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‘Seventh Son’ squanders A-list talent

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STORY WRITTEN BY NATHAN LERNER/For Digital First Media

In dice, seven is considered a lucky number. However, watching the fantasy film, “Seventh Son” is more akin to rolling snake eyes.

The opening scene of “Seventh Son,” is horribly decontextualized. It portends a work that is a muddled mess. In it, Master John Gregory (Jeff Bridges) is sitting alone in a dimly lit tavern, eating dinner and quaffing a mug of ale. As church bells ring an alarm, his meal is interrupted by a man, who demands his assistance. When Master Gregory does not immediately capitulate, the man draws his sword. He fails to anticipate that Master Gregory is a skilled swordsman, who easily defeats the brash stranger.

It is unclear what is going on here narratively. However, two things are ineluctably clear. Jeff Bridges is sporting a stringy, elongated beard, which is a totally disconcerting. If that doesn’t distract you, Bridges’ ill-considered accent certainly will. He delivers his lines in an inscrutable manner, which makes it impossible to divine what he is even saying. Alas, “Seventh Son,” is devoid of deciphering subtitles, which it desperately calls out for.

In a horse-drawn wagon, Master Gregory rushes off with Billy Bradley (Kit Harrington from “Game of Thrones”). The latter was also in the opening scene, but we still don’t know who he is. Of course, for that matter, we still don’t know what the deal is with Master Gregory. Where is he headed? Why is going there? Why does he insist in speaking in a mush-mouthed fashion? Is he playing a cruel practical joke on the audience?

Master Gregory arrives at a church where he is confronted by a young girl, who is enshackled in chains because she is possessed. Master Gregory exorcises the child’s demonic spirit, who turns out to be Mother Malkin (Julianne Moore), the head witch. She can shift back and forth between human and dragon form. Later, we see that her primary henchman, Radu (Djimon Hounsou), can make a similar transformation.

Master Gregory manages to trap Mother Malkin in a metal cage. However, before he can slam the door shut, she snatches Billy as her captive. Undaunted by the fact that Billy is trapped inside, Master Gregory throws fuel in the cage and lights it on fire.  And you thought that your boss was bad!

Mother Malkin sprouts wings and breaks out of this makeshift prison. However, Billy is burnt to a crisp. It is a small price for him to pay to escape this horrendous film.

At this belated juncture, we learn that Master Gregory is a spook. That means that he fights evil spirits. Master Gregory is the last surviving member of an elite group of knights, who were designated as the Falcon. Billy had been his most trusted protégé. Now, he’ll need to find a replacement.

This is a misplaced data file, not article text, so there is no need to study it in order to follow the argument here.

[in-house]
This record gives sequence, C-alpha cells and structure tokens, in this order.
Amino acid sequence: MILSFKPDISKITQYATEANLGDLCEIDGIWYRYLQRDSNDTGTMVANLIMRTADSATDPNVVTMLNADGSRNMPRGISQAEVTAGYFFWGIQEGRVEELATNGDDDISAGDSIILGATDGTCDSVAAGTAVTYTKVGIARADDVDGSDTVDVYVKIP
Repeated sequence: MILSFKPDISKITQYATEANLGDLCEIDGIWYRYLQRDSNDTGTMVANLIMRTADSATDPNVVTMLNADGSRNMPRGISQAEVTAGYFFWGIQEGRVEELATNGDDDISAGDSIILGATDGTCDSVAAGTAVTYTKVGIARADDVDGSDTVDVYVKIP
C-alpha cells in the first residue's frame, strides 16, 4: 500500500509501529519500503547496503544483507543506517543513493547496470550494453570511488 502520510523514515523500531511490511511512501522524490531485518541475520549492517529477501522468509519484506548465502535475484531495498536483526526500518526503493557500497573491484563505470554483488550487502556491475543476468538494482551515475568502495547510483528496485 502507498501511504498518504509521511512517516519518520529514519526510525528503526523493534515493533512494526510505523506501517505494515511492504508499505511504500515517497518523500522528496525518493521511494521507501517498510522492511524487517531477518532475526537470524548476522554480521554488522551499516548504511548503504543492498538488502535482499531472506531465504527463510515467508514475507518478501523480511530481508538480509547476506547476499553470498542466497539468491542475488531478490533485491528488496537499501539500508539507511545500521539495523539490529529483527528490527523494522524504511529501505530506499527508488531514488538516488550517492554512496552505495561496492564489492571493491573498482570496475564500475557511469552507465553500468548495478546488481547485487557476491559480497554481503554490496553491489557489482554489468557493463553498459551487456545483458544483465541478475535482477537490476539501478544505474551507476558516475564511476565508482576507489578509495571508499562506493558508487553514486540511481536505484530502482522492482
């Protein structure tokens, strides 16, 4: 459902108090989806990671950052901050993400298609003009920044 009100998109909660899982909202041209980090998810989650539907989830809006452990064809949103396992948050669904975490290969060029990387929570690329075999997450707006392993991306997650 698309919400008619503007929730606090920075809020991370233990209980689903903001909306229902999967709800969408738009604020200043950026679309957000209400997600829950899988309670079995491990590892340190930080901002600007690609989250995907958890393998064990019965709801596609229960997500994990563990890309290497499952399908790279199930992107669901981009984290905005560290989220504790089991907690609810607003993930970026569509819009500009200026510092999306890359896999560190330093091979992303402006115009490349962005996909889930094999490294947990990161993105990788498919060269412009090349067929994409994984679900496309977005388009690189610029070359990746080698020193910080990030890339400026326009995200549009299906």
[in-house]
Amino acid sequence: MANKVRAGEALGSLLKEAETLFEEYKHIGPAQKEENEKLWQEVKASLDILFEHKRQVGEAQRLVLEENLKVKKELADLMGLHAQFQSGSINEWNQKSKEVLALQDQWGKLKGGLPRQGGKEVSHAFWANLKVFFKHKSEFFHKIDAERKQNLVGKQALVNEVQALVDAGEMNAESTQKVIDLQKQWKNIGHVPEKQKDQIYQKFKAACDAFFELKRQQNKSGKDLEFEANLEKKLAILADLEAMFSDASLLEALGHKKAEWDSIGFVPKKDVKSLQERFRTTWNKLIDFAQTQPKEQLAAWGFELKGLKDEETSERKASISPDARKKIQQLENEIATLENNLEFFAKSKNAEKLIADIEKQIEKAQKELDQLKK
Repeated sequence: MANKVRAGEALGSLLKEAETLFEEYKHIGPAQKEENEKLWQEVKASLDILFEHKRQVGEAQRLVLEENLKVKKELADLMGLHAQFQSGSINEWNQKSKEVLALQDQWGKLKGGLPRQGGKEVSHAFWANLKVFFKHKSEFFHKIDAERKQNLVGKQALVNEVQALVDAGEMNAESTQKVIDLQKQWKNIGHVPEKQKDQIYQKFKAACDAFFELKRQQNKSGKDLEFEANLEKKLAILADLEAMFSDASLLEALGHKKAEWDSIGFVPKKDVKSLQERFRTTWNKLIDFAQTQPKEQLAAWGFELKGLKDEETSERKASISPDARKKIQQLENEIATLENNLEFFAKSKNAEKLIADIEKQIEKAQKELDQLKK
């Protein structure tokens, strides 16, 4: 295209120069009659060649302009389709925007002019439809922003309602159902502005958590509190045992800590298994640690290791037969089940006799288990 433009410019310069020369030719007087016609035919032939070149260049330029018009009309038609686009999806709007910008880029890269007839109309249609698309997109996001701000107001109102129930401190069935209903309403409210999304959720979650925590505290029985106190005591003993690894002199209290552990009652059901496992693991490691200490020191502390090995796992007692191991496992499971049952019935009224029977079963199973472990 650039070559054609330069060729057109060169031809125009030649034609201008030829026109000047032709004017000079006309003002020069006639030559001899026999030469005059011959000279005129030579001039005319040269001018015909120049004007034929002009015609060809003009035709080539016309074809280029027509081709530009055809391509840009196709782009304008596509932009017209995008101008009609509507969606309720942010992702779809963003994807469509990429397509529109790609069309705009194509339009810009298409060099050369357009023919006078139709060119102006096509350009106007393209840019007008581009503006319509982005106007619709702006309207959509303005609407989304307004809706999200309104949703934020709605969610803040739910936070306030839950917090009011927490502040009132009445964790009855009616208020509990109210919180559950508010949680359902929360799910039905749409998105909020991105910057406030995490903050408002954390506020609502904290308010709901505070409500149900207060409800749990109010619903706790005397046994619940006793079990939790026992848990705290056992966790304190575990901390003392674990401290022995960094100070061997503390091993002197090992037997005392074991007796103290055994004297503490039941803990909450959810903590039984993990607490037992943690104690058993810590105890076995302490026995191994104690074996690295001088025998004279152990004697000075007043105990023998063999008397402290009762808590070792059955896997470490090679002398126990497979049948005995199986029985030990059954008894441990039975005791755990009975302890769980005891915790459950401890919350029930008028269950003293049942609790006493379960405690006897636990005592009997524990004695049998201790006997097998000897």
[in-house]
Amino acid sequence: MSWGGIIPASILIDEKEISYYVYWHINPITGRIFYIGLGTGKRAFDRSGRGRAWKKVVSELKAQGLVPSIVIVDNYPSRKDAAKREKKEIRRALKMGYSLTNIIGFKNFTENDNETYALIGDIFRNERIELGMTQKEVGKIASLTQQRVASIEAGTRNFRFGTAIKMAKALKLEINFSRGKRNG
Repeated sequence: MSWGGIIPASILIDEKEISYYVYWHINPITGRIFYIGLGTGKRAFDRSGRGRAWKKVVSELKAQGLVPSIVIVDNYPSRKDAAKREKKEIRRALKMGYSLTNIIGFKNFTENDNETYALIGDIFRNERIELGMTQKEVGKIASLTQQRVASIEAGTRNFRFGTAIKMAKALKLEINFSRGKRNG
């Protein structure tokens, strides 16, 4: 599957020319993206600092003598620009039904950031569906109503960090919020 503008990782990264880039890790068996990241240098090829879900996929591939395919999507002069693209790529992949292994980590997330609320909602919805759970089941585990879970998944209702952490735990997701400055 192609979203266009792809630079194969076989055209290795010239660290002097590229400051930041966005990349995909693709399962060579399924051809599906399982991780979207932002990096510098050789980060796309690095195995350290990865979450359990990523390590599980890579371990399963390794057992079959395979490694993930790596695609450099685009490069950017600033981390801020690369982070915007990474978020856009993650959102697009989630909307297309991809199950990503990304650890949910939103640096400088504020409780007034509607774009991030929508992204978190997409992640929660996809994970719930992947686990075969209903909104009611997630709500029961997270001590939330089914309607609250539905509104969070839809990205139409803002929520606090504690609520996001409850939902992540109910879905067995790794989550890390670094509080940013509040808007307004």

Master Gregory heads to a remote pig farm. There, Tom Ward (Ben Barnes, Caspian X in two of the “The Chronicles of Narnia” films) resides with his impoverished family. He is the seventh son of a seventh son. As such, Tom is supposedly blessed with special powers. If properly cultivated, this will make Tom an ideal replacement apprentice for Master Gregory. To purchase Tom as a protégé, Master Gregory pays his mother (Olivia Williams) with a bag of gold.

There is little time for Master Gregory to train Tom. In a week, there will be a once a century blood moon. Then, a battle royale will ensue between the forces of good and evil.

Fans of “The Big Lebowski” may have understandably looked forward to the first screen reunion of Jeff Bridges and Julianne Moore in 17 years. They will be sorely disappointed. There is no chemistry between the two, even though their characters were supposedly once paramours. For her lead performance as a woman with premature Alzheimer’s disease in “Still Alice,” Moore was recently nominated for an Oscar. She is widely considered a favorite to win. Bridges has not been so lucky since his own brilliant, Oscar-nominated performance as Rooster Cogburn in the Coen Brothers’ remake of “True Grit.” He has been in the trio of stinkbombs, “R.I.P.D.,” “The Giver,” and now, “Seventh Son.”

This image released by Universal Pictures shows Ben Barnes in a scene from "Seventh Son." (AP Photo/Legendary Pictures and Universal Pictures, Kimberly French)

This image released by Universal Pictures shows Ben Barnes in a scene from “Seventh Son.” (AP Photo/Legendary Pictures and Universal Pictures, Kimberly French)

This is the first English language film by Russian director, Sergei Bodrov. Two of his previous films, “Prisoner of the Mountains” and “Mogol: The Rise of Genghis Khan,” won Nika Awards (the Russian analogue of the Oscars) for best film and best director. Despite this impressive résumé, this vehicle does not evidence Bodrov’s proficiency as a helmsman.

“Seventh Son” is adapted from “The Spook’s Apprentice” (titled “The Last Apprentice: Revenge of the Witch” in the United States). It is the first book of a thirteen-tome series by the prolific, English novelist, Joseph Delaney, collectively called, “’The Wardstone Chronicles.” Co-screenwriter, Steven Knight, has previously penned three excellent screenplays, “Dirty Pretty Things,” “Eastern Promises,” and “Locke.” His collaborator, Charles Leavitt, is credited with an altogether decent work, “Blood Diamond.” However, their collective screenplay for “Seventh Son” is inexplicably abominable.

Despite the involvement of Jeff Bridges and Julianne Moore, two A-list actors, and an acclaimed director, “Seventh Son” is subverted by a screenplay that deserves an F grade.

*1/2 PG-13 (for intense fantasy violence and action throughout, frightening images, and brief strong language) 102 minutes

Nathan Lerner sees over 200 feature films a year. He welcomes feedback at lernerprose@gmail.com.

 

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